Sociology Theories

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There are three primary sociological theories discussed in Chapter One of the text, Introduction to Sociology. Briefly summarize each theory and the major differences across the Functionalist, Conflict, and Symbolic Interaction perspectives.

The Structural Functionalists
Structural functionalist theory was formulated by Radcliffe-Brown, and expounded by Evans-Pritchard: The structural functionalist sees society as a complex system whose parts work together to promote solidarity and stability and focuses on the relationships between the various social institutions like government or religions. This theory recognizes that there is an inherent drive within human societies to stick together and strive toward equilibrium, the cohesion issue. Social inequality refers to any scenario in which individuals in a society do not have equal social status. Social cohesion describes the bonds that bring people together in a society. Interdependence is a central theme referring to the parts of society sharing a common set of principles. (Vissing, 2011)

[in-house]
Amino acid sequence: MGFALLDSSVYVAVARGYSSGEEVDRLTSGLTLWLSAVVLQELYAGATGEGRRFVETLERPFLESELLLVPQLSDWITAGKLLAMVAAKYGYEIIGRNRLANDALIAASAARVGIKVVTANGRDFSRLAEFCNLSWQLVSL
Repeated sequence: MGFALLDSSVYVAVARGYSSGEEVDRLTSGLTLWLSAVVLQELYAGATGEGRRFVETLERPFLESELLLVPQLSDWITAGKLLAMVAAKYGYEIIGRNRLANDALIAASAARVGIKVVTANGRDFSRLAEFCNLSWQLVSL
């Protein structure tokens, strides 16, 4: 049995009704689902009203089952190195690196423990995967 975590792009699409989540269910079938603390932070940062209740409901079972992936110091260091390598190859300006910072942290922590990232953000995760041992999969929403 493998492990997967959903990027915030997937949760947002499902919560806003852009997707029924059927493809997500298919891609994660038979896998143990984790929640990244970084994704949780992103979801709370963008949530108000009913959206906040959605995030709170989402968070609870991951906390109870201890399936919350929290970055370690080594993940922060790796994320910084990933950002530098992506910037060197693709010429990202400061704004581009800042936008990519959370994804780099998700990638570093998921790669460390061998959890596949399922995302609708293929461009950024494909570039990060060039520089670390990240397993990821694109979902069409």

The Conflict Theorists The conflict theory focuses on the negative, conflicted, and ever-changing nature of society by emphasizing the social, political, or material inequality of a social group with a ruling class and a subject class including classes, genders, races, religions, etc. Within society people have differing amounts of material and non-material resources (the wealthy vs. the poor) and that the more powerful groups use their power in order to exploit groups with less power. According to conflict theory, inequality exists because those in control of a disproportionate share of society’s resources actively defend their advantages. The social conflict theory states that groups within a capitalist society tend to interact in a destructive way that allows no mutual benefit and little cooperation. The…...

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